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Congratulations to Frank Noschese-2011 PAEMST Awardee

June 12, 2012

Though I doubt there are many followers of my blog who are not also followers of Frank Noschese, I still want to take a moment to heap great gobs of praise on him for being named a 2011 Presidential Awardee for Excellence in Science and Math Teaching (PAEMST). I’ve said it many times before, but Frank is the glue that keeps much of the physics twitter-blogosphere together, and increasingly, he is a vital voice in the national debate about education reform. Just watch his inspiring TEDxNYED talk from this past April:

Frank is a teacher who fights passionately to advance the cause of good, reflective teaching, teaching that happens when you free teachers from the bonds of pre-scripted curricula and allow them to innovate. He takes advantage of every opportunity to elevate our profession. Just look at his short quote in his PAEMST bio. When most people talk about how humbled they are to receive the award, blah, blah, Frank uses the moment to look beyond himself and push us to take action that will help to preserve exemplary teaching. Bravo.

The Presidential Award recognizes that being a great science teacher isn’t about being a great explainer, but rather is about fostering scientific inquiry, taking risks with new instructional methods to engage students, and continuously reflecting and sharing successes and failures with others. However, in a time when standardized tests are frequently being used determine the worth of teachers, I fear that such exemplary teaching will fall by the wayside along with students’ love of learning.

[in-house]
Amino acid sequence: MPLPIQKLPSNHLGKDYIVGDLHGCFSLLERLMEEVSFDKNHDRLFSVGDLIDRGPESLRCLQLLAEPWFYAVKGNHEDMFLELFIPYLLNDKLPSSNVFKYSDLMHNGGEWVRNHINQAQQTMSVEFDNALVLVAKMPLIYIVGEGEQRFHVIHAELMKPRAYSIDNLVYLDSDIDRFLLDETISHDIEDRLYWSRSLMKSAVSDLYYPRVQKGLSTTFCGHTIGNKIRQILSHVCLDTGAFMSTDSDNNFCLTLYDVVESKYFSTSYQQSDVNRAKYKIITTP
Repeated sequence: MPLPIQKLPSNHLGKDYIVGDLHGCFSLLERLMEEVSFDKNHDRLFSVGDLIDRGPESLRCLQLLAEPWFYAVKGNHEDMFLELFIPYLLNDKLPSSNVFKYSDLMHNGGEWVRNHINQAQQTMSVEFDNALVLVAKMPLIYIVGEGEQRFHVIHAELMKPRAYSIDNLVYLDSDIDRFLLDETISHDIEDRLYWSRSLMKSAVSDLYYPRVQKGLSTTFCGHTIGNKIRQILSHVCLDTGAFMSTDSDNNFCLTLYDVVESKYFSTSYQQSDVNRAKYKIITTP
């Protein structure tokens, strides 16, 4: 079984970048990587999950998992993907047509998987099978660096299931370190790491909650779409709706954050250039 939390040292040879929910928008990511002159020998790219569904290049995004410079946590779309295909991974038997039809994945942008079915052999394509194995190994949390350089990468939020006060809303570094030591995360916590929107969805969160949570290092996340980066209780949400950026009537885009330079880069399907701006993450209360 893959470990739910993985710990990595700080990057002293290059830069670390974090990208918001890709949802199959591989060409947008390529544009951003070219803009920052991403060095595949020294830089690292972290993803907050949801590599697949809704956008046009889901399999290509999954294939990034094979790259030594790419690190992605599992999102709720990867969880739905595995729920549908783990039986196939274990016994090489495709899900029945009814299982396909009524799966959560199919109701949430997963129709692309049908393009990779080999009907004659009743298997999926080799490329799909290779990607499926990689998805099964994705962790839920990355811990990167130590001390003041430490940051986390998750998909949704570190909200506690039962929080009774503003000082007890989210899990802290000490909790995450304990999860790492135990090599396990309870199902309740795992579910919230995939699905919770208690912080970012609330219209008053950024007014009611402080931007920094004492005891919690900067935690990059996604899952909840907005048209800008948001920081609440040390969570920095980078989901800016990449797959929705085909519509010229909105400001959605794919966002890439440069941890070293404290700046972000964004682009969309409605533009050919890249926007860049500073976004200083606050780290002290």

Frank’s blogs are must reads. His Noschese180 Posterous blog is the perfect example of the incredible benefit just taking a photo and writing a paragraph of text about one’s teaching every day can bring both to one’s personal practice and the larger teaching community—it is a gold mine of ideas for teaching physics and chemistry. His older, WordPress blog, Action-Reaction is equally valuable, and filled with sharp and thoughtful critiques of ed-tech, killer ideas for physics lessons, and starts with perhaps the most honest, insightful and personally haunting post I’ve ever read.

On a personal note, I am deeply grateful to Frank for his friendship and support. He was one of the very first people to start following my blog, and was just to say yes a couple of years ago to trying to get our classes to Skype together to measure the circumference of the earth. He’s a celebrity to my students who engage with him on twitter and loved it when he joined in our class as a virtual coach.

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